The returns are coming back from coaches and players on the new kickoff rules, and nobody seems too happy about a system that has the kicking team doing so at its own 35-yard line instead of the 30, as had been done before. The touchback percentage more than doubled in the first week of the 2011 preseason over the 2010 regular season (16.4 percent to 33.8 percent), and the effects of that change have everyone wondering why a rule implemented in the name of player safety is having such an effect on game strategy. The Chicago Bears famously kicked off their first two times of the 2011 preseason against the Bills from the 30-yard line in direct defiance of the rule, and there are others willing to express their dissatisfaction with words instead of deeds.
When asked about the elimination of the kick return as a strategic tool, New England Patriots coach Bill Belichick recently said that he was given some rather stark news about that from the league — that was the idea behind the new rule. "That's what they told us,'' Belichick said. "I'm not speaking for anybody else. That's what they told us, that they want to eliminate the play.''
As you might expect, a league spokesperson had a quick response to that. "That is not the goal. We are not aware of anyone representing the NFL that has made that statement.''
Belichick then elaborated on his statement. "You've got to think about it. If, instead of covering 60 kickoffs in a year, you think you're only going to be covering 30, then is that coverage player as important? If you're going to be returning 30 instead of 60 … then maybe you put more of a priority on your punt returner than your kickoff returner, just as an example.''
But according to former NFL VP of officiating and current FOX Sports analyst Mike Pereira, coaches were their own worst enemies when it came to the modification of the rule. Pereira told ESPN's Mike Greenberg and Mike Golic on Thursday morning that the original plan was to offset the shorter kickoff field by putting all touchbacks out at the 25-yard line instead of the 20.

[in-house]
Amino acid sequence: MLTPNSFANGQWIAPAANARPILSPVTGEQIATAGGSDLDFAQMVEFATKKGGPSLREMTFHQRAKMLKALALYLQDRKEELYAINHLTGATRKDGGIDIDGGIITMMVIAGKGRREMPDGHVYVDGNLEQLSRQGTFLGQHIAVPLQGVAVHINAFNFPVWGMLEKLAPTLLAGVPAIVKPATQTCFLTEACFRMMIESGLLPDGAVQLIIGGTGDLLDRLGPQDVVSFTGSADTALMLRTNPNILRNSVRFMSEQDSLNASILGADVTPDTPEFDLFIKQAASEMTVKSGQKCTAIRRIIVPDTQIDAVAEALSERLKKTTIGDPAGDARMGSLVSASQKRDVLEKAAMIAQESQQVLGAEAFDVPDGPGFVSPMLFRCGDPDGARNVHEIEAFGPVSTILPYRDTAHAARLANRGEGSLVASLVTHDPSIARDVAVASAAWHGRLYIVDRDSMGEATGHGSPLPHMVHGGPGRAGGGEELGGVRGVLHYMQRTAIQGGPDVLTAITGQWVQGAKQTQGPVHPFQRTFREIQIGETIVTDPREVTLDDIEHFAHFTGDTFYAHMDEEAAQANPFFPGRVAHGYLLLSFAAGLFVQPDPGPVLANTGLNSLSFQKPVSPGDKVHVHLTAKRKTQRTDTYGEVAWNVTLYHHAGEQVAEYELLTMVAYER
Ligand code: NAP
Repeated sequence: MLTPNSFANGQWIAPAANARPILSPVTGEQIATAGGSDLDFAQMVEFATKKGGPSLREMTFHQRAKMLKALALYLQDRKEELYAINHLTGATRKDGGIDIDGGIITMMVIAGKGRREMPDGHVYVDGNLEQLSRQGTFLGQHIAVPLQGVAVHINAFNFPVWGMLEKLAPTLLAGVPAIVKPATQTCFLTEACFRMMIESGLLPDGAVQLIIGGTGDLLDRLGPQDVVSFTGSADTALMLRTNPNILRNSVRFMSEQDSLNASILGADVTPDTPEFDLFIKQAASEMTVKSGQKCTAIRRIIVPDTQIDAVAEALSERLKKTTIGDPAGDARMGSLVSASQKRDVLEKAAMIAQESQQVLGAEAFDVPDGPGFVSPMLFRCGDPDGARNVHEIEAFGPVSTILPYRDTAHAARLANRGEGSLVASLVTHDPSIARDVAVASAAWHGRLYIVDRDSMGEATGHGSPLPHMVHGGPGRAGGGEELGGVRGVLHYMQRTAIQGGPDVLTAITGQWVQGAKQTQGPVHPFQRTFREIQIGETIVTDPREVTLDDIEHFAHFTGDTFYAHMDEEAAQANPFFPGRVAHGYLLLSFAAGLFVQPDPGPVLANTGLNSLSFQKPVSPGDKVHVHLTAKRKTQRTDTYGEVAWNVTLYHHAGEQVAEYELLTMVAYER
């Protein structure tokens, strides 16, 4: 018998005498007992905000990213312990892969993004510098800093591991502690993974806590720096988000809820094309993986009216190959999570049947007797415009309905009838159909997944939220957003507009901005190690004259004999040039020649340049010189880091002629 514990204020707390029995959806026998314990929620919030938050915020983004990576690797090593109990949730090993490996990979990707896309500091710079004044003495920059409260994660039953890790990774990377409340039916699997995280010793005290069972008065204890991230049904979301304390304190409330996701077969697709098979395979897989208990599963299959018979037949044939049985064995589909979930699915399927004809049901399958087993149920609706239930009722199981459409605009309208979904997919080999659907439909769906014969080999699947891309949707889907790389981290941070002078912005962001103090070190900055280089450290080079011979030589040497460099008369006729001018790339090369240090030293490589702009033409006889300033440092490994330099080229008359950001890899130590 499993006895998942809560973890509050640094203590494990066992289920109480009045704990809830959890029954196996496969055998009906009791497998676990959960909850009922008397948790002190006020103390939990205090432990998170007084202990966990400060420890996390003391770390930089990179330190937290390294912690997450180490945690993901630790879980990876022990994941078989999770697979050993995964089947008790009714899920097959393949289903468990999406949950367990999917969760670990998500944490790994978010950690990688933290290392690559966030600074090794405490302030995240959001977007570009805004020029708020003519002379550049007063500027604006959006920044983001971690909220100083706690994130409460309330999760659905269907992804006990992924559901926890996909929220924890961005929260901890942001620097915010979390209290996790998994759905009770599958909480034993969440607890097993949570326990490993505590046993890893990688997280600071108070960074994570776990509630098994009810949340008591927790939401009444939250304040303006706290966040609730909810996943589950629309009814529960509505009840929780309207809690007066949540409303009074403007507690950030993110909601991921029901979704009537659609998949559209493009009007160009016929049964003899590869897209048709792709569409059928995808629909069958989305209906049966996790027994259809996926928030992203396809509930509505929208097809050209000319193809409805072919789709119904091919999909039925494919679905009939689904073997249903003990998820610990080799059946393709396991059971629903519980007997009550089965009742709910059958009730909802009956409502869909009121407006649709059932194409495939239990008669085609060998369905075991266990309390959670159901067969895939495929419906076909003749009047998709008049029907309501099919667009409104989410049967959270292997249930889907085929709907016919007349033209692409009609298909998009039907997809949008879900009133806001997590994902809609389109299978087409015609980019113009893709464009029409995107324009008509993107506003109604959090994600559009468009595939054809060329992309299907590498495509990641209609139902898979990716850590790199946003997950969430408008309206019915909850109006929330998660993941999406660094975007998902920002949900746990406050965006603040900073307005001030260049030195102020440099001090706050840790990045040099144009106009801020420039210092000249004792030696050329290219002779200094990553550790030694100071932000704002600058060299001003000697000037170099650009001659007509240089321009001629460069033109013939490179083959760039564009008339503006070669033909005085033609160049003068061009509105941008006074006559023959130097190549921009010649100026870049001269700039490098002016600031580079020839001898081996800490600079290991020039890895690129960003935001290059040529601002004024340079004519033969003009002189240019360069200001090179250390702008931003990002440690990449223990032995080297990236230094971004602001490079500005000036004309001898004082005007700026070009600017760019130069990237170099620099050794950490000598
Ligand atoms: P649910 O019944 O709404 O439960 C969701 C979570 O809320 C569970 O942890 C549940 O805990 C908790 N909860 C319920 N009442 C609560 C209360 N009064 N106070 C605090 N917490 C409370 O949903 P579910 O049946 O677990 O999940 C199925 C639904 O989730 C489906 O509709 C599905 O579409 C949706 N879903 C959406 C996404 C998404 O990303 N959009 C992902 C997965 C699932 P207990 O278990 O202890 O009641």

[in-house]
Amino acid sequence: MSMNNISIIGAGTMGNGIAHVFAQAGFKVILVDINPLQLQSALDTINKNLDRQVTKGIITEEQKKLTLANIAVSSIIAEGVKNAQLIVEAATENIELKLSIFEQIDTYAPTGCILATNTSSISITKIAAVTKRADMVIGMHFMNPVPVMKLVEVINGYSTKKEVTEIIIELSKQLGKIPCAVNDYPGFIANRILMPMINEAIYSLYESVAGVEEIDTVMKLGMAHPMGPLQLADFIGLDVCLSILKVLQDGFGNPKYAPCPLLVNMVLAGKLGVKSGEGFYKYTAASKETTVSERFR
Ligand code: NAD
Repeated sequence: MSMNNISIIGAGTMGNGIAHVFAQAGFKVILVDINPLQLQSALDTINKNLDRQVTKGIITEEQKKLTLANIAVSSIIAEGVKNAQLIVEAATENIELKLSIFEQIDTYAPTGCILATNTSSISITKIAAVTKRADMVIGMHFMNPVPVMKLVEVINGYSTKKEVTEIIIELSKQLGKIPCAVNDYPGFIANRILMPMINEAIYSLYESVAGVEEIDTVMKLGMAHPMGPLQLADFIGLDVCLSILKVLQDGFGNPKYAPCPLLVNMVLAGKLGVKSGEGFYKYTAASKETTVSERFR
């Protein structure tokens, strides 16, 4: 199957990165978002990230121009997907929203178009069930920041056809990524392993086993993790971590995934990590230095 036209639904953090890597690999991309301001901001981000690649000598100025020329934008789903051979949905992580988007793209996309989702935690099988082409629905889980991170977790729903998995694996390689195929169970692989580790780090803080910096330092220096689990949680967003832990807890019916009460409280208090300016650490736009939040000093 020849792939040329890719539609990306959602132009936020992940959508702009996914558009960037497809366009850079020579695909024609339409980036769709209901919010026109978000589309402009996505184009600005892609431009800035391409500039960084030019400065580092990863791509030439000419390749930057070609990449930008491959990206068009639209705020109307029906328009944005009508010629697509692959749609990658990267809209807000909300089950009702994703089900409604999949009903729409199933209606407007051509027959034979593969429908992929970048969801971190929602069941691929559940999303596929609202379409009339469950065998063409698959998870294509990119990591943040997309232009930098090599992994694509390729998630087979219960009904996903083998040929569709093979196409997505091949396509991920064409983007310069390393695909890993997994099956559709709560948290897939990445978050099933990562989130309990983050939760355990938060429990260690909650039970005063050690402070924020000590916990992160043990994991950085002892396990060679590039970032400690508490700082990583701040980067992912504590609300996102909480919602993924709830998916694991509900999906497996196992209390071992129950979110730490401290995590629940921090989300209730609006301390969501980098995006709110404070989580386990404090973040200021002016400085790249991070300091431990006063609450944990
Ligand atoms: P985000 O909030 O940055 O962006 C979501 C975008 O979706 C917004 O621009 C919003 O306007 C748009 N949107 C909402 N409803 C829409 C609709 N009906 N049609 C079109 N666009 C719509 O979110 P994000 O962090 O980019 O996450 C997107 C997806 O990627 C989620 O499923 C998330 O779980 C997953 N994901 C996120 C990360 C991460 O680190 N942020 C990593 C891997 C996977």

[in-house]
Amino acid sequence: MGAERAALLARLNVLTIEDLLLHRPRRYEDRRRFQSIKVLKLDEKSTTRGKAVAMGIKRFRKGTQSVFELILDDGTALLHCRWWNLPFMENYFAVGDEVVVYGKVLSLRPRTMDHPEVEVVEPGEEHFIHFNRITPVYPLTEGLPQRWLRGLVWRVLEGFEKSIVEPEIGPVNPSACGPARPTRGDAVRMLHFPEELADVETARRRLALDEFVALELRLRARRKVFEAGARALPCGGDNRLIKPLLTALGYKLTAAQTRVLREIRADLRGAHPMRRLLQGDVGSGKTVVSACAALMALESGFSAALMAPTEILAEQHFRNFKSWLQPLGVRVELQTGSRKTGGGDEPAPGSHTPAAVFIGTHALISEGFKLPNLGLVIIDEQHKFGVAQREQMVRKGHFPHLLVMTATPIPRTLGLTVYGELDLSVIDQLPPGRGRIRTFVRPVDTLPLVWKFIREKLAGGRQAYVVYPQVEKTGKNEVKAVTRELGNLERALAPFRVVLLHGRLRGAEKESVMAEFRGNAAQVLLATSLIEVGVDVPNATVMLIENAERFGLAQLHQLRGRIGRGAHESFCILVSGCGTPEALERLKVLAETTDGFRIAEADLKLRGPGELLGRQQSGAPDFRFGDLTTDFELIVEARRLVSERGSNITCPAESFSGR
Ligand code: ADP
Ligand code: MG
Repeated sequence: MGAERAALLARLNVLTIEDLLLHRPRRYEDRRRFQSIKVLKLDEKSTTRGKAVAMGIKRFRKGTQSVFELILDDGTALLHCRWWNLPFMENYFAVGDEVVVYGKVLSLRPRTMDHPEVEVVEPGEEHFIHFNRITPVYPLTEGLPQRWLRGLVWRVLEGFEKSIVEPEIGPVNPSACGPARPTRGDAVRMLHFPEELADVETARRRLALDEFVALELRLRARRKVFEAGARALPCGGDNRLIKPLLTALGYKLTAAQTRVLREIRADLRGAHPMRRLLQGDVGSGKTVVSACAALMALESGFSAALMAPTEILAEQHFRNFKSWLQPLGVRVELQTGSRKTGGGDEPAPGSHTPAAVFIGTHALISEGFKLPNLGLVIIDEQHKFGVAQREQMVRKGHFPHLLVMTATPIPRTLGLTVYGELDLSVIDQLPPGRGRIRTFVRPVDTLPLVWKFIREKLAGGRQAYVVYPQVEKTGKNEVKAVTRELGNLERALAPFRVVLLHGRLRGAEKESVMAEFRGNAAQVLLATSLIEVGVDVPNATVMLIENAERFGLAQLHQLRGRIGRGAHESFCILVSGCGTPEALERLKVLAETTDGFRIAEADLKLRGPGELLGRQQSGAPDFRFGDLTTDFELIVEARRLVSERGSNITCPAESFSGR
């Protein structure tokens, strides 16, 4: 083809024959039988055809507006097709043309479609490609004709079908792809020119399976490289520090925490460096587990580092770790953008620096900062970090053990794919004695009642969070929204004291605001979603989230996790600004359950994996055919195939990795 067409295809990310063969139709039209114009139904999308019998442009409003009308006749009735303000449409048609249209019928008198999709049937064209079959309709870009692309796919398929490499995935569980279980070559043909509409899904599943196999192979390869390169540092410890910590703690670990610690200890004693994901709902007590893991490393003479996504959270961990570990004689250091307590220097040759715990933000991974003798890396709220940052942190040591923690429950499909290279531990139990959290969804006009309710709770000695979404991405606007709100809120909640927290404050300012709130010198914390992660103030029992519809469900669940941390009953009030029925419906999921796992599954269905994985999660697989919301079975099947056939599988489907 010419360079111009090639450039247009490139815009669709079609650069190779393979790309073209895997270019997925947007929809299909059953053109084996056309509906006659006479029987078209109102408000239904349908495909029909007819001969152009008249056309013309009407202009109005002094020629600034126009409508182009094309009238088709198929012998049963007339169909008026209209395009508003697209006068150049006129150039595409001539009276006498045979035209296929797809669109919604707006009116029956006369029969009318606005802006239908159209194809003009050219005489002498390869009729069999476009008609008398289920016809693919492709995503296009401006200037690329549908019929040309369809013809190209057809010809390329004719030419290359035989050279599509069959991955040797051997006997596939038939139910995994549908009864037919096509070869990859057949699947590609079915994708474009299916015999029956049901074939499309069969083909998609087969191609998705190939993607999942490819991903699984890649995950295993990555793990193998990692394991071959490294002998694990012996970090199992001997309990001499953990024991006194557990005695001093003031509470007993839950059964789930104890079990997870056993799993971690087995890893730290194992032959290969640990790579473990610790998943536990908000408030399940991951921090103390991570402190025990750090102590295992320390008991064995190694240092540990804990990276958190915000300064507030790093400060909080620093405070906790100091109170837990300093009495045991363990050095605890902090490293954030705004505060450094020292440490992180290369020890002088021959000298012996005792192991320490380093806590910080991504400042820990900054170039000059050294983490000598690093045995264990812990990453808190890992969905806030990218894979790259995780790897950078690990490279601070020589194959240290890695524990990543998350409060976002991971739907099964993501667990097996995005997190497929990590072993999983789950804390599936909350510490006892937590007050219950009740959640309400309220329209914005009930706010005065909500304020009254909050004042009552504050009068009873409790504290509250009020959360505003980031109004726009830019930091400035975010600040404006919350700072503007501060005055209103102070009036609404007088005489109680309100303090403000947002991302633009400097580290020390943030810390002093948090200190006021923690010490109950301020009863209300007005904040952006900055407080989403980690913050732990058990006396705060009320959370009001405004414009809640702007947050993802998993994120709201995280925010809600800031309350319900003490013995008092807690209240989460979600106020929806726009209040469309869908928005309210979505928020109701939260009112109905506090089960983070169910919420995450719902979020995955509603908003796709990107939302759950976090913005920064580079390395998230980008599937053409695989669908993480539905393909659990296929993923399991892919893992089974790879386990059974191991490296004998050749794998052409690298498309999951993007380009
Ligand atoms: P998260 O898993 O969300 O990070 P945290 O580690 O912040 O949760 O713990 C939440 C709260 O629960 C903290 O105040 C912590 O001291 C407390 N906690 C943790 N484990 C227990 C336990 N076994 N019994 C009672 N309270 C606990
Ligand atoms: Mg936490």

"To me, that really would have put some strategy back in the kickoff, if it went to the 25," Pereira said. "[Teams] would have tried to get the ball to come down at the goal line, and stop the returner shorter than the 25. But the coaches objected to that, and [the NFL] wanted to pass that rule in some form, and the coaches wanted to have [touchbacks] go to the 20, where they always were. They gladly heeded the coaches' request, and it passed at that point.
"I understand everything about player safety, and I'm for everything about player safety, but this [rule] is really going to change the look of the game. This is going to eliminate a huge number of kickoff returns, and it's also going to adversely affect some teams more than others. You've got to look at the Bears and the Browns and the Bills — you've got Cribbs and you've got Brad Smith. It's not a balanced rule change when it comes across the board to the teams that are affected."
Pereira was then asked if the rule could be changed back, which is where things got a bit squirrely.
"I don't think so, and here's the issue — when you pass something for player safety reasons only, and you then go back on that, you're almost sending a message to the players that you don't care about player safety."
I was with Pereira until that last statement. If the rule grossly affects kickoff value, and has a distinctly negative impact on the game, reversing or modifying the rule simply says, "Hey, we overreacted to this in the first place, and now, we're just trying to even it out."
If what Pereira says is true, NFL coaches should look in the mirror when searching for scapegoats. And those same coaches should have the ability to back up and undo their mistakes. Perhaps even before an entire season in which a rule everyone seems to dislike could run rampant through a pretty decent little sport.